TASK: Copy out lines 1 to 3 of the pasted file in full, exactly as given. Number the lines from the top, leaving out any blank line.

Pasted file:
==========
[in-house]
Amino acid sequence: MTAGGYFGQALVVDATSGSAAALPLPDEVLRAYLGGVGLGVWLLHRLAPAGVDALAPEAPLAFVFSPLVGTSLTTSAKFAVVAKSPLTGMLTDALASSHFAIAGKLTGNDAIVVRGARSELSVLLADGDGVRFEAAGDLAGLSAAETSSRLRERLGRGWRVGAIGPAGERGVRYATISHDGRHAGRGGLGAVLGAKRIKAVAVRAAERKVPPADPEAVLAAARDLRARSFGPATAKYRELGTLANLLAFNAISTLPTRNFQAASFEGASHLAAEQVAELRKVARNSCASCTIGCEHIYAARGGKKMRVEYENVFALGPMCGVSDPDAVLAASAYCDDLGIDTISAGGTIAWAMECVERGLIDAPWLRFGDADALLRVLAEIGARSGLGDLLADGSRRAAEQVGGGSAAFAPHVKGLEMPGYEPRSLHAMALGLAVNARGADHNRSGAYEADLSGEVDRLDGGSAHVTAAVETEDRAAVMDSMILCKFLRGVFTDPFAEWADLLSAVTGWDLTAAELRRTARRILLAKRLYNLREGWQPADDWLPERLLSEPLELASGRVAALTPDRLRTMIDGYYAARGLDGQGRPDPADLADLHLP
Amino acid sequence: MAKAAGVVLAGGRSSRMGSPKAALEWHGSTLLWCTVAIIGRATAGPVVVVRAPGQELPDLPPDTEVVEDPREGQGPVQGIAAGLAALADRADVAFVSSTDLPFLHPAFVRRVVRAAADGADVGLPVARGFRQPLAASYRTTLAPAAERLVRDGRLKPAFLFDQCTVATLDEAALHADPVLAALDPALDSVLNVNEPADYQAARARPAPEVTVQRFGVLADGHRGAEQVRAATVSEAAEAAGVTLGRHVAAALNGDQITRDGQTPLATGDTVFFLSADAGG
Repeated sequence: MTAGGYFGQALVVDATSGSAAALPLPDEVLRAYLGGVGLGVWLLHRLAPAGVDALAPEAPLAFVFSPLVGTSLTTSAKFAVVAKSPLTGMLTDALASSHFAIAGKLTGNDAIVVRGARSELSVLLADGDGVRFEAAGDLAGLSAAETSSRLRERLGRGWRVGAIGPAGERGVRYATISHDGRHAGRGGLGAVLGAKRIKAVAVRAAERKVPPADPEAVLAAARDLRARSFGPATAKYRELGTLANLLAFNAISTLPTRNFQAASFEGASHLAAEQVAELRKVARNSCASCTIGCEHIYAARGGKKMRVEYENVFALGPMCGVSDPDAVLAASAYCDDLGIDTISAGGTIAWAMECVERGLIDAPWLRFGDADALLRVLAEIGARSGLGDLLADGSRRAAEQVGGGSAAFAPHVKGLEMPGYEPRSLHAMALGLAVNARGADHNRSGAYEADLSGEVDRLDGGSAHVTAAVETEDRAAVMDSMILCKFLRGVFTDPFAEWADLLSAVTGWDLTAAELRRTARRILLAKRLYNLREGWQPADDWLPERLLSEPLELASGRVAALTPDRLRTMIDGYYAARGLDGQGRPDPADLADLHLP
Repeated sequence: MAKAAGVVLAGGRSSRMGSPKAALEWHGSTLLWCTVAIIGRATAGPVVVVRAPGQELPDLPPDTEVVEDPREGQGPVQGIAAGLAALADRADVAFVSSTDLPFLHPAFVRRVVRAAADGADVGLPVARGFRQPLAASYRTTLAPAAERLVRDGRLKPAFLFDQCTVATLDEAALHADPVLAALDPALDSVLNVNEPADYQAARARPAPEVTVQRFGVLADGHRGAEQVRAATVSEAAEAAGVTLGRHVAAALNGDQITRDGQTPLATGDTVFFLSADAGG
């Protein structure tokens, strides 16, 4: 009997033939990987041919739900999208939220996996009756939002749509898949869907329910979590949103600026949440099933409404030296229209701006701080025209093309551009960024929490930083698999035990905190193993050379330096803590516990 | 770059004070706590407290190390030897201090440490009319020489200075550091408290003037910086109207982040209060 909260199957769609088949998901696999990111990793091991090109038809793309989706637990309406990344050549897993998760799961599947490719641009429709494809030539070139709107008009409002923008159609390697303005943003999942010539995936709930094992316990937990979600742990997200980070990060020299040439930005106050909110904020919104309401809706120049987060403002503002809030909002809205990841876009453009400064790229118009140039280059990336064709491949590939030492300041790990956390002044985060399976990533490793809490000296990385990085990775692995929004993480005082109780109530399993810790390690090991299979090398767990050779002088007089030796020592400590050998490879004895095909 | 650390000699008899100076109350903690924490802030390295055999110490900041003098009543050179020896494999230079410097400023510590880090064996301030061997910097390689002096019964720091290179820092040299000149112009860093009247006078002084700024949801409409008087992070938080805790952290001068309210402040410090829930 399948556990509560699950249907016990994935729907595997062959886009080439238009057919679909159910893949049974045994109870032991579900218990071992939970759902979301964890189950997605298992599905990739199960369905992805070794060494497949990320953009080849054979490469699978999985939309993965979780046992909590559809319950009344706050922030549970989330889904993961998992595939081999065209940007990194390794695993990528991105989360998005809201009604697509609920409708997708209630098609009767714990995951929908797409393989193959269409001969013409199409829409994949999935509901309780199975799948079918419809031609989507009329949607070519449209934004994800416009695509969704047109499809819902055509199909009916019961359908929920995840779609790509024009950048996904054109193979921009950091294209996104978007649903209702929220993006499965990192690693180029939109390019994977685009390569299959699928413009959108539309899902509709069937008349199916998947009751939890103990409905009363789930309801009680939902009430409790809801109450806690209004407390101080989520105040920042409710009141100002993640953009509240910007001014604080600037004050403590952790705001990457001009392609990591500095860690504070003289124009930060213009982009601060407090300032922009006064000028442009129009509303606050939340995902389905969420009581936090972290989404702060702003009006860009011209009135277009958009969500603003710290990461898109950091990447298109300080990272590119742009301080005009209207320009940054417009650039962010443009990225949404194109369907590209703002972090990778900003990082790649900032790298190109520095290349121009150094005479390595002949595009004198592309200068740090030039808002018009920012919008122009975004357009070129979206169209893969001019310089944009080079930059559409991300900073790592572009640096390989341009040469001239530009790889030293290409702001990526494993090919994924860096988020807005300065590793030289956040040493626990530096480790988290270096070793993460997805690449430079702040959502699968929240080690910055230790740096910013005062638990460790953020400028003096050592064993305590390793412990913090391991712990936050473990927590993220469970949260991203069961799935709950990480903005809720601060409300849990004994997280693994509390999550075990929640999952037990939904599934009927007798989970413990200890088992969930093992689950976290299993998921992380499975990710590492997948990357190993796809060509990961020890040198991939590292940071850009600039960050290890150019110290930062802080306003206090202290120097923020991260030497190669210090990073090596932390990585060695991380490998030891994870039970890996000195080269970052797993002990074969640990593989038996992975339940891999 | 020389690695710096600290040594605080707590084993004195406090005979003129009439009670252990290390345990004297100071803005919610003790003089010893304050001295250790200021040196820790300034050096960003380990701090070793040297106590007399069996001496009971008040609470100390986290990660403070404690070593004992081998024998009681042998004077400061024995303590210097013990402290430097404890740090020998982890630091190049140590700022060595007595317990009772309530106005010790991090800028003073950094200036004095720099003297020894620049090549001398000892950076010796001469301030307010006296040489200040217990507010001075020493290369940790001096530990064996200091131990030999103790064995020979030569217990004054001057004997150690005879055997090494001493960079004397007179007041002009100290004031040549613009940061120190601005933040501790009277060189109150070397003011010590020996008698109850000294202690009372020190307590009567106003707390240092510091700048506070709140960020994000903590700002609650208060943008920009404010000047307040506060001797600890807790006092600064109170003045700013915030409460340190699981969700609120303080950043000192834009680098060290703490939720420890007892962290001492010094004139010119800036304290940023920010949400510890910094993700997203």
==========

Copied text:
[in-house]
Amino acid sequence: MTAGGYFGQALVVDATSGSAAALPLPDEVLRAYLGGVGLGVWLLHRLAPAGVDALAPEAPLAFVFSPLVGTSLTTSAKFAVVAKSPLTGMLTDALASSHFAIAGKLTGNDAIVVRGARSELSVLLADGDGVRFEAAGDLAGLSAAETSSRLRERLGRGWRVGAIGPAGERGVRYATISHDGRHAGRGGLGAVLGAKRIKAVAVRAAERKVPPADPEAVLAAARDLRARSFGPATAKYRELGTLANLLAFNAISTLPTRNFQAASFEGASHLAAEQVAELRKVARNSCASCTIGCEHIYAARGGKKMRVEYENVFALGPMCGVSDPDAVLAASAYCDDLGIDTISAGGTIAWAMECVERGLIDAPWLRFGDADALLRVLAEIGARSGLGDLLADGSRRAAEQVGGGSAAFAPHVKGLEMPGYEPRSLHAMALGLAVNARGADHNRSGAYEADLSGEVDRLDGGSAHVTAAVETEDRAAVMDSMILCKFLRGVFTDPFAEWADLLSAVTGWDLTAAELRRTARRILLAKRLYNLREGWQPADDWLPERLLSEPLELASGRVAALTPDRLRTMIDGYYAARGLDGQGRPDPADLADLHLP
Amino acid sequence: MAKAAGVVLAGGRSSRMGSPKAALEWHGSTLLWCTVAIIGRATAGPVVVVRAPGQELPDLPPDTEVVEDPREGQGPVQGIAAGLAALADRADVAFVSSTDLPFLHPAFVRRVVRAAADGADVGLPVARGFRQPLAASYRTTLAPAAERLVRDGRLKPAFLFDQCTVATLDEAALHADPVLAALDPALDSVLNVNEPADYQAARARPAPEVTVQRFGVLADGHRGAEQVRAATVSEAAEAAGVTLGRHVAAALNGDQITRDGQTPLATGDTVFFLSADAGG